Chris Penrose,OSU Extension Educator, Morgan County

Buckeyes possess the toxin aesculin and possibly alkaloids.

Last week when I was checking my cows, one was resting peacefully down in a ravine and for some reason I decided to get her to move. That’s when I realized something was really wrong.

She got up but had no balance, like she was really drunk and after twenty minutes of trying to help her, I finally got her up and out of the ravine. She seemed really weak on the legs, especially the back ones. When she laid down, she went on her side with her head on the ground pulled back and legs straight out with some muscle twitching.

When this happens to one cow, you get very concerned. When it happens to two, you panic. That happened the next morning. The second one was in a bad spot near a cliff and my son and I worked to get her to a soft, shaded, level spot.

After searching for some possible causes and talking with our veterinarian and ruling out many possible problems, we determined it was most likely buckeye poisoning. The first animal got better but I was sure the second one was bad enough to die. Regardless, my veterinarian, Dr. Groah, said not to give up, he’d seen some in really bad shape recover. The next day we tubed the second cow with some water and electrolytes, and gave her a laxative to help pass the poison, and she got up later that day. I thought we were out of the woods but we had another case over the weekend and that cow almost drowned in the creek due to her lack of coordination, but is now better. To date, a neighbor has had a similar experience with one of his cows, and each of the four cows appear to be recovering.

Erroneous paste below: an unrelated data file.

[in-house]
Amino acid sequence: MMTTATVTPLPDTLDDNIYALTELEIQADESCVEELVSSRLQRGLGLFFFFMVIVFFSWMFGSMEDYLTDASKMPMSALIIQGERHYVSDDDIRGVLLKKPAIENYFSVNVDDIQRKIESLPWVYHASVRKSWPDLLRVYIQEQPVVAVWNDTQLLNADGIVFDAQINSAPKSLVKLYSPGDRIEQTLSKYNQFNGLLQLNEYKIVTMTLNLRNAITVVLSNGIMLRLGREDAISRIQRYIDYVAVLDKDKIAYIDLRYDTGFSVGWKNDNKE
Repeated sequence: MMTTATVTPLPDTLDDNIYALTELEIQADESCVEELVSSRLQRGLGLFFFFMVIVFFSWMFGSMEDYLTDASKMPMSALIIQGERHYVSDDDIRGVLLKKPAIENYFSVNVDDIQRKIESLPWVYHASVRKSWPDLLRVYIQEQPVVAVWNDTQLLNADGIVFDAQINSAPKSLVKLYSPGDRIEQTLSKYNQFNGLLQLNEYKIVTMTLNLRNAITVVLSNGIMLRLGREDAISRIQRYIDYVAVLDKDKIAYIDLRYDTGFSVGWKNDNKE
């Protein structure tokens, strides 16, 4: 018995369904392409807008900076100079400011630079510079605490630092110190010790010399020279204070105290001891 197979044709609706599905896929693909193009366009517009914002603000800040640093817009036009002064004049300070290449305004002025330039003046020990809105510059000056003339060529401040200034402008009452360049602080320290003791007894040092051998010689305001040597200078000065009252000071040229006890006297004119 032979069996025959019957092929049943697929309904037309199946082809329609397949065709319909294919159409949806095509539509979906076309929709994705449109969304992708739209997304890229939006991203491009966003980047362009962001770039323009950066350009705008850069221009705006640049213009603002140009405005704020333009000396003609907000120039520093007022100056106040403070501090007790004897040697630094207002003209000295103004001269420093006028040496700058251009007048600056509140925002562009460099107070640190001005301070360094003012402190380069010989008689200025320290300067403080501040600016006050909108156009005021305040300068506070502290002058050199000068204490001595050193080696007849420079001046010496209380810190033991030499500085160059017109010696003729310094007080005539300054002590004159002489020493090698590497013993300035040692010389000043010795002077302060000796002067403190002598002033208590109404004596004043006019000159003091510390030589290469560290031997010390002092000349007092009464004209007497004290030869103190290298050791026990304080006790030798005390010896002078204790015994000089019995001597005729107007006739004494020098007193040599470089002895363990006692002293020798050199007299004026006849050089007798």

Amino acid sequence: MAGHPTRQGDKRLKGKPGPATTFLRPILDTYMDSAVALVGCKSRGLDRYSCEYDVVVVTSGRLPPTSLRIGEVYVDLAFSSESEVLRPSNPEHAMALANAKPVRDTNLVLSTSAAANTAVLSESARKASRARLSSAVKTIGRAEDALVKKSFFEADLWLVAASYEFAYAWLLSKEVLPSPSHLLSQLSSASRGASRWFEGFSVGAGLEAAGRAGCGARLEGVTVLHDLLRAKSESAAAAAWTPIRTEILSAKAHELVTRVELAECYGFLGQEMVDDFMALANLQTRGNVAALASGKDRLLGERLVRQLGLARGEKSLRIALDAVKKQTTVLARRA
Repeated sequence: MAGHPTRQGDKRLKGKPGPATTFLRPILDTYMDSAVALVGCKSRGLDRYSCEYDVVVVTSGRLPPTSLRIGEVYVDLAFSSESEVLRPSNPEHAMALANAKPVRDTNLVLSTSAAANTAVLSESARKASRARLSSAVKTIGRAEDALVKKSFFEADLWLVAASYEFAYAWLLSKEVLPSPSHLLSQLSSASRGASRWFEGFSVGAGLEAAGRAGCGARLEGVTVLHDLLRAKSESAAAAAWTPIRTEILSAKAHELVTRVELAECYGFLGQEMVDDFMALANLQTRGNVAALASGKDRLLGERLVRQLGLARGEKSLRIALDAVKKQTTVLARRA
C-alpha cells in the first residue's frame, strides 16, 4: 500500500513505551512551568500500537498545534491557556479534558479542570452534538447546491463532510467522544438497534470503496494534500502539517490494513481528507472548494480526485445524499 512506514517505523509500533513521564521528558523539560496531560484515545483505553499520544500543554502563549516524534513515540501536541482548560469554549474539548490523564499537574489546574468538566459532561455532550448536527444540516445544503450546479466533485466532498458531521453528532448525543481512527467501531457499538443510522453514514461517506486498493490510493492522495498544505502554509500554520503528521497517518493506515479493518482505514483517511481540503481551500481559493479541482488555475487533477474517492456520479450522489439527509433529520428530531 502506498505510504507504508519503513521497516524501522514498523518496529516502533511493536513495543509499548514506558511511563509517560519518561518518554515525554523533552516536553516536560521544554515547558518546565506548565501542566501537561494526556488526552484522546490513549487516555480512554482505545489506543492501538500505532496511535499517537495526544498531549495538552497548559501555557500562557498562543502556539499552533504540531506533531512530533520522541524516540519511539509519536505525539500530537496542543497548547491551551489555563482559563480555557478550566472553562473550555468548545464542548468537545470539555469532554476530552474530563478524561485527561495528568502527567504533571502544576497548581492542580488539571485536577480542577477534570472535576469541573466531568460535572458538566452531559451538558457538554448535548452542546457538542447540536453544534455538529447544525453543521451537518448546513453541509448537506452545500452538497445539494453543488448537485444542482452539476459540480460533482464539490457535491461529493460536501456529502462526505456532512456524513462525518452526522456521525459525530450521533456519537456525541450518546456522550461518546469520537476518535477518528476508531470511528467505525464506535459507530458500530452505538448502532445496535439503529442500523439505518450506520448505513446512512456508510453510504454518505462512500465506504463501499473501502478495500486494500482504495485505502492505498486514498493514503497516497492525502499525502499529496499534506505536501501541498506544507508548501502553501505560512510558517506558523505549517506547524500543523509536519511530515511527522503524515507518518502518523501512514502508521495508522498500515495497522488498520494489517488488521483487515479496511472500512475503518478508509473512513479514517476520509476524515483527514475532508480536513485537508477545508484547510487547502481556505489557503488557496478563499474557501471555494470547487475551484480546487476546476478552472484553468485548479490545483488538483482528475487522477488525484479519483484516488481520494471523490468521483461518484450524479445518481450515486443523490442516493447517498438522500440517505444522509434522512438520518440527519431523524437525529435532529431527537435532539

Buckeye nut production in Morgan County seems to be particularly heavy this year.

In over 40 years of raising cattle, this is the first time I have had it on the farm. Maybe we are getting more buckeye trees. All parts of the buckeye trees are toxic but I think this year’s nut crop is large as well. According to A Guide to Plant Poisoning of Animals in North America (2001), the principle toxins are the glycosides aesculin and fraxin, and possibly a narcotic alkaloid. Animals develop signs of poisoning 16 hours after consuming toxic quantities. As little as 0.5% body weight of the animal can produce severe poisoning.

I am not aware of any specific therapy for buckeye poisoning, but laxatives may be given to remove the ingested plant parts as fast as possible, and if the animal is down for an extended period, keeping the cow hydrated is important. Unfortunately, I have buckeye trees in every paddock so I will have to keep a close eye on the cows for a while and try to figure out what the long term solution will be to prevent this from happening again.

Source: Ohio Beef Cattle Letter